Helper’s Mining and Railroad Museum Showcases History and Culture


Helper’s Mining and Railroad Museum has been directed by Jason Huntzinger for nearly three years, but it has been a staple for the city of Helper for much longer.

Huntzinger stated that the museum is a great representation of what Helper was and it has a wide appeal for a variety of audiences. The museum highlights mining and railroad, but it is a lot more than that.

“It’s kind of a cultural museum and it’s a fun museum,” Huntzinger said.

Featuring a plethora of interesting artifacts, stories and photographs, a patron that walks in may be surprised at the volume of material and the wide range of topics that are covered. The museum is located in the old Hotel Helper, utilizing the old boarding rooms to break down the museum into different topics by both room and floor.

Huntzinger explained that they have been working a lot of the third floor, which is essentially the cultural floor. New rooms that are in the works include the press room, which will explore the role and importance of local newspapers. This will highlight the history of local journalists, including Bob Mullins, a Pulitzer Prize winning journalist from Helper.

The Hiawatha Room is another new room in progress. It will tell the unique story of local artist Thomas Elmo Williams and his transition from miner to artist. “Williams is known for his definitive depictions of miners and mining life,” shared Huntzinger.

One of the things that Huntzinger believes really makes the museum feel personable is that his assistant Isabel has a great knowledge of mining. Her husband was a longwall miner for a large part of his career and Isabel also has deep cultural ties to Carbon County. This helps give visitors a very personal experience when they visit the museum.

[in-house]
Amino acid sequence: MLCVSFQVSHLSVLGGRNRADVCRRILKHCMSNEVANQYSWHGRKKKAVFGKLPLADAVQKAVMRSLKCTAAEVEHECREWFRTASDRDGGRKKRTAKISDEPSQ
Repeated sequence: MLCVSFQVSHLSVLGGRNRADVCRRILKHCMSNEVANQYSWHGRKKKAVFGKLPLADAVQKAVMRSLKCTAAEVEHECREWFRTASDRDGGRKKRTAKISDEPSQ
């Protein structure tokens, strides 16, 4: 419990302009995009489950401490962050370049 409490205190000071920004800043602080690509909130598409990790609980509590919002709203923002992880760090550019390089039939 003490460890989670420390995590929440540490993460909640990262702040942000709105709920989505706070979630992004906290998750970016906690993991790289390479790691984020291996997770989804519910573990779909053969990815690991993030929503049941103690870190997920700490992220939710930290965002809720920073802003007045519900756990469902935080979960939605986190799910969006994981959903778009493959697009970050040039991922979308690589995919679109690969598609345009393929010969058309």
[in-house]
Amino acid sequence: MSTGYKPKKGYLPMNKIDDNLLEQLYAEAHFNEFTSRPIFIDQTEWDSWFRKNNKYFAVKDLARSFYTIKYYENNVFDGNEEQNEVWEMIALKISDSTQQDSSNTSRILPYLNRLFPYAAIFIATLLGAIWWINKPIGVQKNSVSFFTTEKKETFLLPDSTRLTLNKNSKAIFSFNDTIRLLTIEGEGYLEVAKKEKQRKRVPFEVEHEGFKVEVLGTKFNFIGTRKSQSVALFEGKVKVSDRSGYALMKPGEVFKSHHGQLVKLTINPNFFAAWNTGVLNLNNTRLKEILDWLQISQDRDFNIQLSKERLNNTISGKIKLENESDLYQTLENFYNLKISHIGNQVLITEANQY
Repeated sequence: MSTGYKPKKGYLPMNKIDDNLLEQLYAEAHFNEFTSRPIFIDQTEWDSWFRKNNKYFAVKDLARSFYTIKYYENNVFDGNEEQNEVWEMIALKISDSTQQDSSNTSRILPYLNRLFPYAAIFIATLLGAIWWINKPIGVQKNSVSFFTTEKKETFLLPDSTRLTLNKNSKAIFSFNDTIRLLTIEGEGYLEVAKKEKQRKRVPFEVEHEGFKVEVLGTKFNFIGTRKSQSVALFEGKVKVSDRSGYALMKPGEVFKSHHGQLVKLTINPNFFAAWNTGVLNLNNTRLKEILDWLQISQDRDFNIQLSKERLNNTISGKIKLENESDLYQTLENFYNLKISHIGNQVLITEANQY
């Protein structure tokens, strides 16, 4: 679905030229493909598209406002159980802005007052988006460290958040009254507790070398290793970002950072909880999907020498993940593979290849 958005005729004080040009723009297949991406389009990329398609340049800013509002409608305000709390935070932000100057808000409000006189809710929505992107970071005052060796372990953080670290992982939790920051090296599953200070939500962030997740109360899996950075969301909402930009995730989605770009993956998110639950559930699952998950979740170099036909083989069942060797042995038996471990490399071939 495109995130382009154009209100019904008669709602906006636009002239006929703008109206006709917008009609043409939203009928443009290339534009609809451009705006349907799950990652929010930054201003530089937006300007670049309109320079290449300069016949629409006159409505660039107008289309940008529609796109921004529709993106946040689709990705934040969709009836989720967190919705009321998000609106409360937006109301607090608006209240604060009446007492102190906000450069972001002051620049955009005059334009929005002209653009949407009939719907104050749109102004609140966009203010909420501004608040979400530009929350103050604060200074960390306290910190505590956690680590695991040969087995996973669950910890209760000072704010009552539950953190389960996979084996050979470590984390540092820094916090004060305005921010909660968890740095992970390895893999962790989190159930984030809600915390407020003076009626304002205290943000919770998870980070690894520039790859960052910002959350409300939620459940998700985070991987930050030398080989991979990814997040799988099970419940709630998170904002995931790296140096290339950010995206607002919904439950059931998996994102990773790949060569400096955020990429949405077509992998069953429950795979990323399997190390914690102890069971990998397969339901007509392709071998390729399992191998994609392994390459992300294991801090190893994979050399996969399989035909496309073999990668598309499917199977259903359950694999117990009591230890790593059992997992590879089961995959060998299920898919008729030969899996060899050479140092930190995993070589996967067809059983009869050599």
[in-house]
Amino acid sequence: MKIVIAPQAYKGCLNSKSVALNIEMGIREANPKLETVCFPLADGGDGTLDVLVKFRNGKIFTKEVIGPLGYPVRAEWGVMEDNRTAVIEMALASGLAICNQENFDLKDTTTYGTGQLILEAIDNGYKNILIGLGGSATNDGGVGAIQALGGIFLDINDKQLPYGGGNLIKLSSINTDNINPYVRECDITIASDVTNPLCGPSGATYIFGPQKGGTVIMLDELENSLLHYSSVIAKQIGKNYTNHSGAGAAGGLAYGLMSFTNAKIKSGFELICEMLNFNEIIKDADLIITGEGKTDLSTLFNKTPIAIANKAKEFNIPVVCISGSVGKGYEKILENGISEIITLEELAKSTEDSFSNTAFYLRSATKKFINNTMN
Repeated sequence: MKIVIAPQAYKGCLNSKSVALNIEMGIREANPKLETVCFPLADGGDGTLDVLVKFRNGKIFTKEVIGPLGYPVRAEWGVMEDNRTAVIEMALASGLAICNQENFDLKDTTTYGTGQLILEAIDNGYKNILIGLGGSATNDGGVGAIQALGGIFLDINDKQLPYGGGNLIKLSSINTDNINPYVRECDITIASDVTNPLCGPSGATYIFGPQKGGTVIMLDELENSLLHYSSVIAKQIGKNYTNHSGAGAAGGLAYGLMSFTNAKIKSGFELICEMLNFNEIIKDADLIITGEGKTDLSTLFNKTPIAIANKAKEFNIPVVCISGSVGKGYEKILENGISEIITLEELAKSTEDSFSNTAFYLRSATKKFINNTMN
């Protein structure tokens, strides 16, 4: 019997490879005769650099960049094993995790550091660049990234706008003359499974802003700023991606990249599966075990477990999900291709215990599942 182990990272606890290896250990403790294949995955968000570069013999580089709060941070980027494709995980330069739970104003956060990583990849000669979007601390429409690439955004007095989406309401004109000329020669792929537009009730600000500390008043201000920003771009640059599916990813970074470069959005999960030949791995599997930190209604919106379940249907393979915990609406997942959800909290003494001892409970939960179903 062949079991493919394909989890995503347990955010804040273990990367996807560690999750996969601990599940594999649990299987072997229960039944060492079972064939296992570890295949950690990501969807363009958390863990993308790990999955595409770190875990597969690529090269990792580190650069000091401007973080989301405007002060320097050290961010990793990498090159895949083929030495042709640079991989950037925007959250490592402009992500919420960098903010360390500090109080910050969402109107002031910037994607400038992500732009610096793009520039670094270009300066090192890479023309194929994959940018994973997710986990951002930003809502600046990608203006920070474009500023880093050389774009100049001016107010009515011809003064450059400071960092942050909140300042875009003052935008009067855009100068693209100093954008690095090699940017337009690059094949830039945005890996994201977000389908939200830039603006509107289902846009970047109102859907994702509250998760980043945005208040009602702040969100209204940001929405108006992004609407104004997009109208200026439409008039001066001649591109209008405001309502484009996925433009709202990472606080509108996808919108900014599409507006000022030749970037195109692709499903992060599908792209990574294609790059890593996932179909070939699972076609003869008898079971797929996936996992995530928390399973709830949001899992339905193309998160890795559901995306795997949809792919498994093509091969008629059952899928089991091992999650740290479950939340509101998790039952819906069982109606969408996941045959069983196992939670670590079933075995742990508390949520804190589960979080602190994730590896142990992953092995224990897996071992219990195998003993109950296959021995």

“As a small staff, we try to be very relatable and we try to personalize the experience for our visitors,” stated Huntzinger.

Huntzinger continued by stating that he believes that each member of his staff brings a unique knowledge to the museum. His other assistant, Roman, was in the military for over 25 years and has overseen the veteran rooms, also helping with a lot of the design of the rooms.

On the other hand, Huntzinger’s background is in photography and exhibition design. The museum works to bring the story alive through photographs. To Huntzinger, the photos do a great job of creating that small town feeling as patrons are looking into the lives of the people that lived here.

Helper’s Mining and Railroad Museum gathers visitors from throughout the world. From locals, to visitors from cities such as Boston and New York, all the way to Germany and England. Huntzinger stated that while the overseas visitors have halted due to COVID-19, they are eager to begin welcoming them back.

Recently, the museum experienced a large change as the name shifted from the Western Mining and Railroad Museum to Helper’s Mining and Railroad Museum. Huntzinger said he has been wanting to do that for a while as he felt that “western” was too generic and he thought the museum should boast the name of the town. He stated that he liked the possessive title for Helper as it gives the community a sense of pride and ownership in the museum.

Recently, a fundraiser entitled the Bluegrass Rambler was hosted for the museum and Huntzinger credited it as a success, stating that they are hoping to do more events in the future. These fundraising events are another great incentive for patrons to become museum members as the events are free for them.

Helper’s Mining and Railroad Museum is open from 10 a.m. to 5 p.m. Monday through Saturday. There is a suggested donation of $8 per person or $20 for a family. Member options are $20 for an individual for the year, $35 for a couple and $50 for a family. The museum is located at 294 South on Helper’s Main Street.

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